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Eugene Bennett Fluckey
Rear Admiral Eugene B. Fluckey, March 12, 1963
Nickname Lucky
Born (1913-10-05)October 5, 1913
Died June 28, 2007(2007-06-28) (aged 93)
Place of birth Washington, D.C.
Place of death Annapolis, Maryland
Allegiance United States
Service/branch United States Navy
Years of service 1935–1972
Rank US-O8 insignia.svg Rear Admiral
Commands held
Other work Orphanage Director, Portugal

Rear Admiral Eugene Bennett Fluckey (October 5, 1913 – June 28, 2007), nicknamed "Lucky Fluckey",[1] was a United States Navy submarine commander who received the Medal of Honor and four Navy Crosses for his service during World War II.

Early life and career

Fluckey was born in Washington, D.C. on October 5, 1913. He attended Duke Ellington School of the Arts|Western High School in Washington and Mercersburg Academy in Mercersburg, Pennsylvania. He prepared for the Naval Academy at Columbian Preparatory School, Washington. He was appointed to the United States Naval Academy in 1931, he was graduated and commissioned Ensign in June 1935.

Fluckey's initial assignments were aboard the battleship USS Nevada (BB-36) and in May 1936 was transferred to the destroyer USS McCormick (DD-223). In June 1938 he reported for instruction at the Submarine School, New London, Connecticut and upon completion, he served on USS S-42 (SS-153) and in December 1938, he was assigned to and completed five war patrols on USS Bonita (SS-165). Detached from Bonita in August 1942, he returned to Annapolis for graduate instruction in naval engineering.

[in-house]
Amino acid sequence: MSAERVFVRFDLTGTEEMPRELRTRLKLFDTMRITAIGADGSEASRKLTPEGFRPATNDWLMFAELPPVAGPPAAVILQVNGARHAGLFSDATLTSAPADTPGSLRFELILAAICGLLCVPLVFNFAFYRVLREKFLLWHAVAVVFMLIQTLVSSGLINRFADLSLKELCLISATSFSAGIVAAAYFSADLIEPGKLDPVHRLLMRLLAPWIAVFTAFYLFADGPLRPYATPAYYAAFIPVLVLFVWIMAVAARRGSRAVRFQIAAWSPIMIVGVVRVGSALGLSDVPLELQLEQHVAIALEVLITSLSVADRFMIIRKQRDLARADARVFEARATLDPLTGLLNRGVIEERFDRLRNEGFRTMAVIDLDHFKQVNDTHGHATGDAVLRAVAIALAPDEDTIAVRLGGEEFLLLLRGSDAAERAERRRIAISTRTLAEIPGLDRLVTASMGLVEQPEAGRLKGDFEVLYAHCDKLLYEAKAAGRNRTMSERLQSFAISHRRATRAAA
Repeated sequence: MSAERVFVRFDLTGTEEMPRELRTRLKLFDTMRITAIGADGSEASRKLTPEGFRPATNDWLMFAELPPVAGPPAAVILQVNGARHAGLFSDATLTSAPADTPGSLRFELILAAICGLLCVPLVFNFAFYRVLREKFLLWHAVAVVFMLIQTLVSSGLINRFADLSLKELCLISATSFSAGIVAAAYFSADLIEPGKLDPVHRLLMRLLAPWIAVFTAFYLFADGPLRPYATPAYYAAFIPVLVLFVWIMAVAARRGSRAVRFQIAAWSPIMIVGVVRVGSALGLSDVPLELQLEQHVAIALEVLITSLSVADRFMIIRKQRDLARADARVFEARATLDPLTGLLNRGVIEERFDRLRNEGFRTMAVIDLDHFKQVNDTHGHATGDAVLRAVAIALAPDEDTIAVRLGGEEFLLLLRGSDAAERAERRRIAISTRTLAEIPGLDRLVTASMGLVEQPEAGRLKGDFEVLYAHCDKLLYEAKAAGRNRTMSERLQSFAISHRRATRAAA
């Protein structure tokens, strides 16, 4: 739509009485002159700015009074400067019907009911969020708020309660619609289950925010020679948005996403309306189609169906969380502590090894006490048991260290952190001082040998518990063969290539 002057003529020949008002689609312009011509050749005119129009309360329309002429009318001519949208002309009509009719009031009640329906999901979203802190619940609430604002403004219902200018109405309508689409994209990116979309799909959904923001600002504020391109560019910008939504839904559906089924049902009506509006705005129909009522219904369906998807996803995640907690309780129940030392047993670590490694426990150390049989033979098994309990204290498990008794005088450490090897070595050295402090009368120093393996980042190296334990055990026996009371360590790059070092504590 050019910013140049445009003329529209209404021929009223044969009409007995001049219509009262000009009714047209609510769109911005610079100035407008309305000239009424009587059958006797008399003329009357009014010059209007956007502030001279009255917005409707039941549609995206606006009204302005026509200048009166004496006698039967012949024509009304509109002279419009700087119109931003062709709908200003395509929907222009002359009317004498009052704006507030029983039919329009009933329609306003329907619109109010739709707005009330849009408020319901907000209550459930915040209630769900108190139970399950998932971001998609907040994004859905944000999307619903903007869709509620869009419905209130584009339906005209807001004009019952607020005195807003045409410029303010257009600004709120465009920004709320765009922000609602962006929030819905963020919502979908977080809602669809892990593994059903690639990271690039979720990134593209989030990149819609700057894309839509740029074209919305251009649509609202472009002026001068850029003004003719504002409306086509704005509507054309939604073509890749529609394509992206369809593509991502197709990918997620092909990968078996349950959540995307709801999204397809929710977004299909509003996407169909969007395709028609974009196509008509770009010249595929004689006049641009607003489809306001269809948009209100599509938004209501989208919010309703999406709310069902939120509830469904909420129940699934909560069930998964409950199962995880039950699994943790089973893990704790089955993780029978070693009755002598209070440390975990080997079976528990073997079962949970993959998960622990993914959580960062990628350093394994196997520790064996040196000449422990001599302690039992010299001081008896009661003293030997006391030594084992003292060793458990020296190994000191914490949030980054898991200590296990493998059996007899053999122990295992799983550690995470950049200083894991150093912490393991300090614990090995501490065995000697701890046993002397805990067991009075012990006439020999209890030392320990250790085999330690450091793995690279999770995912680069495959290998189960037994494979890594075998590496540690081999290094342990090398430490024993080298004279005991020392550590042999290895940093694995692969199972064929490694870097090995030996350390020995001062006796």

USS Barb (SS-220)

In November 1943, he attended the Prospective Commanding Officer's School at the Submarine Base New London, then reported to Commander Submarine Force, Pacific Fleet. After one war patrol as the prospective commanding officer of the USS Barb (SS-220), (her seventh), he assumed command of the submarine on April 27, 1944. Fluckey established himself as one of the greatest submarine skippers, credited with the most tonnage sunk by a U.S. skipper during World War II: 17 ships including a carrier, cruiser, and frigate.

In one of the stranger incidents in the war, Fluckey sent a landing party ashore to set demolition charges on a coastal railway line, destroying a 16-car train.[2] This was the sole landing by U.S. military forces on the Japanese home islands during World War II.